University of Montana President Seth Bodnar received more than $316,235 in total compensation last year, the highest for a UM president since 2016 but still well below the national median, according to new data from the Chronicle of Higher Education.
The Chronicle publishes data each year on the compensation that more than 1,400 higher education executives receive and released its 2018 findings Sunday.
Bodnar’s total compensation is the largest that the Chronicle has logged for a UM President since Royce Engstrom received $316,819 in 2015-16 (the Chronicle previously collected data based on fiscal year, rather than calendar year). Engstrom’s compensation ranged from that amount at the high end to $198,645 in 2010-11.
The Montana University System’s Board of Regents hired Bodnar in November 2017. After a brief co-presidency with his predecessor and interim UM President Sheila Stearns, he assumed full leadership on January 13, 2018. His contract initially provided for a $313,845 annual base salary.
In 2018, Bodnar received $304,641 in base pay. Terri Phillips, UM’s associate vice president for human resources, explained via email how that number broke down: $6,848.79 for work performed prior to 2018 but paid for last year; $10,100 as an automobile and electronics allowance; and $287,692.25 for 11 months’ worth of work. He was not paid for December of 2018 until 2019 started. That last month brought his 2018 wages to the $313,845 specified in his contract.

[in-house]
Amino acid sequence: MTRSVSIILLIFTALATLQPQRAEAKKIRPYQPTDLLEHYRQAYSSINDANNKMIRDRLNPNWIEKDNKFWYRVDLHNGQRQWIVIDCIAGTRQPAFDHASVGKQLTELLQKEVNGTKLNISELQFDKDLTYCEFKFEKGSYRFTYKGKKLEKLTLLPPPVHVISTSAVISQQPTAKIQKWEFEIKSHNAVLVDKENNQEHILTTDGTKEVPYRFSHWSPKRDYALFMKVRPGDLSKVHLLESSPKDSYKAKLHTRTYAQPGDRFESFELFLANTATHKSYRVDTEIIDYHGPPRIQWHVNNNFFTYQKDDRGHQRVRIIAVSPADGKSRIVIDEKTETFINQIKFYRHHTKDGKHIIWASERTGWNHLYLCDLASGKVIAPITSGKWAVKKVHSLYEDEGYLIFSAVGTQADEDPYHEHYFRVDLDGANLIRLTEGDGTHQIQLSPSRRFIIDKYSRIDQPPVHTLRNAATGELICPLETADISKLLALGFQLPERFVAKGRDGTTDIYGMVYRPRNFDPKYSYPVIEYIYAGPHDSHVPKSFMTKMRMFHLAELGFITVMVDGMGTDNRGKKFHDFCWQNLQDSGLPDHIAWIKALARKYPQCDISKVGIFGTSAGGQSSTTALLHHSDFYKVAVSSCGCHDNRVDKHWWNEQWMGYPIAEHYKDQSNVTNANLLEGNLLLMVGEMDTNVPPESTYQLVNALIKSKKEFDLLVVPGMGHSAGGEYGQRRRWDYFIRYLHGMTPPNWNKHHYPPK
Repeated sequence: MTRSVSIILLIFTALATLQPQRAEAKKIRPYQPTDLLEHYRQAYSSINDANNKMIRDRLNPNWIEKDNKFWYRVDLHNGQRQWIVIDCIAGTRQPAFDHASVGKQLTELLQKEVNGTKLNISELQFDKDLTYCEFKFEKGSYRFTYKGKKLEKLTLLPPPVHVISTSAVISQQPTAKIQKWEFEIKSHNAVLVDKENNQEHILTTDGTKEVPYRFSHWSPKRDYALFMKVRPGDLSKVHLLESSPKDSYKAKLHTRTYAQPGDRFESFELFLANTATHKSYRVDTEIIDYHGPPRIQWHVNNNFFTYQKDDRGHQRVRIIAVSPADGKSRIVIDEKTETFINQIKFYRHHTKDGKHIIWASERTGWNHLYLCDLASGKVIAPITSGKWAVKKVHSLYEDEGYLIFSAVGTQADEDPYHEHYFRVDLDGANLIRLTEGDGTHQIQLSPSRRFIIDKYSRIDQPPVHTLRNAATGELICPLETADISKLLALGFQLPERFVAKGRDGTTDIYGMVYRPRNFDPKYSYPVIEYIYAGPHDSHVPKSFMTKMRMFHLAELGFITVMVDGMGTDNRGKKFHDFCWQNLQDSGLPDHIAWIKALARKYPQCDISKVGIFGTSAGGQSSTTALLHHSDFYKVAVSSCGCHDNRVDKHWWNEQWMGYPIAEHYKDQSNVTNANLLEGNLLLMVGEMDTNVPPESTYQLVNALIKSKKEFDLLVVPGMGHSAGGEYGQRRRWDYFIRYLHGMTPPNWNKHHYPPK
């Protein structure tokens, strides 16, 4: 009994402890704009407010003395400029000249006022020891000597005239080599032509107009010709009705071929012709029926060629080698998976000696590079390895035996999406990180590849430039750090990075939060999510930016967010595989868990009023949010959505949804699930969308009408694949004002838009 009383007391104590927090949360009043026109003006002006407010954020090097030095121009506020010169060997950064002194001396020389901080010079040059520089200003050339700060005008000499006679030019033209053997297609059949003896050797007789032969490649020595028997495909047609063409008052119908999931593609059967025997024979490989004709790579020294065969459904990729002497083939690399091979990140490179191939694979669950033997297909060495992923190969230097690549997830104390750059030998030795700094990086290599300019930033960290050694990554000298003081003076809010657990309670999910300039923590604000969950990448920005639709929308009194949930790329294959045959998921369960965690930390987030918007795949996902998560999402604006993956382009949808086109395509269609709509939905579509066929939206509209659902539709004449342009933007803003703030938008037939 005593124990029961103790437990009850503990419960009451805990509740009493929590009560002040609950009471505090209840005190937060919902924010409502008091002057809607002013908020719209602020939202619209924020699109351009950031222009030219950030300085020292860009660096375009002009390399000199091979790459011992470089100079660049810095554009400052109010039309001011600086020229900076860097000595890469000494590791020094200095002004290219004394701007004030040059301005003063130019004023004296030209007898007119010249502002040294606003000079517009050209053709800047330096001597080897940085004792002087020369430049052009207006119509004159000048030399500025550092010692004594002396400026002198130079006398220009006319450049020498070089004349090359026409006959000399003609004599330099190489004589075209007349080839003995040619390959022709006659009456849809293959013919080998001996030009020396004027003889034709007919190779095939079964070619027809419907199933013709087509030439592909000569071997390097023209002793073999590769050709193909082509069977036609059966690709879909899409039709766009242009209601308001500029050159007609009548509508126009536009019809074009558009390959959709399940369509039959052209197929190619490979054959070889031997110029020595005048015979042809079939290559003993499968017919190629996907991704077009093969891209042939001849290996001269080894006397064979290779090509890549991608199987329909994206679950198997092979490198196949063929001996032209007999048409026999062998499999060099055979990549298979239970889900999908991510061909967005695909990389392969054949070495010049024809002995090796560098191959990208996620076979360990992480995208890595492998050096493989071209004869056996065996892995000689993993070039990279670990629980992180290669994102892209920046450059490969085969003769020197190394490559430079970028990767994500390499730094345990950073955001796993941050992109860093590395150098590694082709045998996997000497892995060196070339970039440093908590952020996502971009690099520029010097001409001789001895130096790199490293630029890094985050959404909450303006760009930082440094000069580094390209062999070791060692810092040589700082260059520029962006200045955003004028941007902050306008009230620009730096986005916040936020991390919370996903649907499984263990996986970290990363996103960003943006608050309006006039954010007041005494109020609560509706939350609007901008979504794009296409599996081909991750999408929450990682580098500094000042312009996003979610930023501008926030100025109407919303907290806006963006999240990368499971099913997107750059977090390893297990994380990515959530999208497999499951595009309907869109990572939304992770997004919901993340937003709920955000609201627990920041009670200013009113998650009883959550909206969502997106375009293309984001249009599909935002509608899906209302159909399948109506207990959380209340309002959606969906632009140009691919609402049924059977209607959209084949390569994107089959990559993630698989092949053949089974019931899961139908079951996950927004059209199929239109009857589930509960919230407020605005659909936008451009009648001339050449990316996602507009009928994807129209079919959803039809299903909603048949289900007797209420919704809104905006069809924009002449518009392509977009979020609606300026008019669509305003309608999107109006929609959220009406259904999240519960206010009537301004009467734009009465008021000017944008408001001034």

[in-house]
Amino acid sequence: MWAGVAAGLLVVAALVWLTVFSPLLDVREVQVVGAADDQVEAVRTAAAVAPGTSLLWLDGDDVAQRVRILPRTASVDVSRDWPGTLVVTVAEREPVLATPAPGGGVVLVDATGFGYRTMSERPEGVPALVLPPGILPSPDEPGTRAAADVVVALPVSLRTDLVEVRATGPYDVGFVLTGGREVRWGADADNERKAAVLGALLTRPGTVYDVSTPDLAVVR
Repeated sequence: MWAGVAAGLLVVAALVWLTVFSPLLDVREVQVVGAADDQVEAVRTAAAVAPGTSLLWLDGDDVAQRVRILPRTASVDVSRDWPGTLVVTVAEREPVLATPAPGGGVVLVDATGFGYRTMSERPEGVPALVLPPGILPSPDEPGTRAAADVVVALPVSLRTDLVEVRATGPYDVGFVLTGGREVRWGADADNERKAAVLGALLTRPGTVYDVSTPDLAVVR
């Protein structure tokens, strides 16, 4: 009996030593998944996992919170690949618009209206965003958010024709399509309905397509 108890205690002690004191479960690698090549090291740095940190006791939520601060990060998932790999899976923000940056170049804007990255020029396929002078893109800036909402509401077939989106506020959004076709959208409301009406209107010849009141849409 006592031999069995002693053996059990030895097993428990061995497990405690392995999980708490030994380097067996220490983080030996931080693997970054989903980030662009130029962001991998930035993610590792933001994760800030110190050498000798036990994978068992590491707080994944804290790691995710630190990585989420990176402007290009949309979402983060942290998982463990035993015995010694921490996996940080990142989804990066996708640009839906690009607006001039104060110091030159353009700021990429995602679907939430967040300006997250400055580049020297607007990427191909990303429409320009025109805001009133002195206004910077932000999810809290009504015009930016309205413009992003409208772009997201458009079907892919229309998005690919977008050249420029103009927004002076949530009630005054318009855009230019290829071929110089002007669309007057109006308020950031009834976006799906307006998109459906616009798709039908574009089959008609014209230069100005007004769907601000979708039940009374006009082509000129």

In addition to his $304,641 in salary and allowance, Bodnar also received $11,594 worth of health insurance.
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Stearns, former commissioner of higher education, took home $198,062 in 2016-17 and $58,094 in calendar year 2018 when she served as interim president. Stearns took that role starting December 2016, before fully handing the reins over to Bodnar in January 2018.
Bodnar’s pay last calendar year was lower than the $327,793 that Montana State University President Waded Cruzado received in 2018, and the $326,493 that Commissioner of Higher Education Clayton Christian received. In addition, Cruzado and Christian respectively earn about $59,000 and $45,000 in annual deferred compensation that the university system will pay them at some point in the future. Bodnar does not currently have any.
According to the report from the Chronicle, nationwide pay for university executives ranged considerably, from nearly $2.6 million for University of Texas system president William McRaven to just $1,098 to University of Tennessee system interim president Randy Boyd.
Both Bodnar’s and Cruzado’s pay was below the median compensation of about $460,000 among the roughly 1,400 executives that the Chronicle’s survey analyzed. Last November, the Board of Regents voted to increase the base salaries for Bodnar, Cruzado and Christian from $313,645 to $320,122.
That decision took place amid UM’s ongoing effort to lift declining enrollment and close a $10 million structural deficit. The university’s most recent enrollment figures, released in February 2019, showed 10,644 students — down 3.1% from spring 2018.
At the time, UM Vice President for Enrollment Cathy Cole noted that while enrollment was still declining, the rate of decline had slowed. She did not reply to a request for information about where enrollment and related metrics stand currently; UM typically takes a census 15 days after the start of each semester.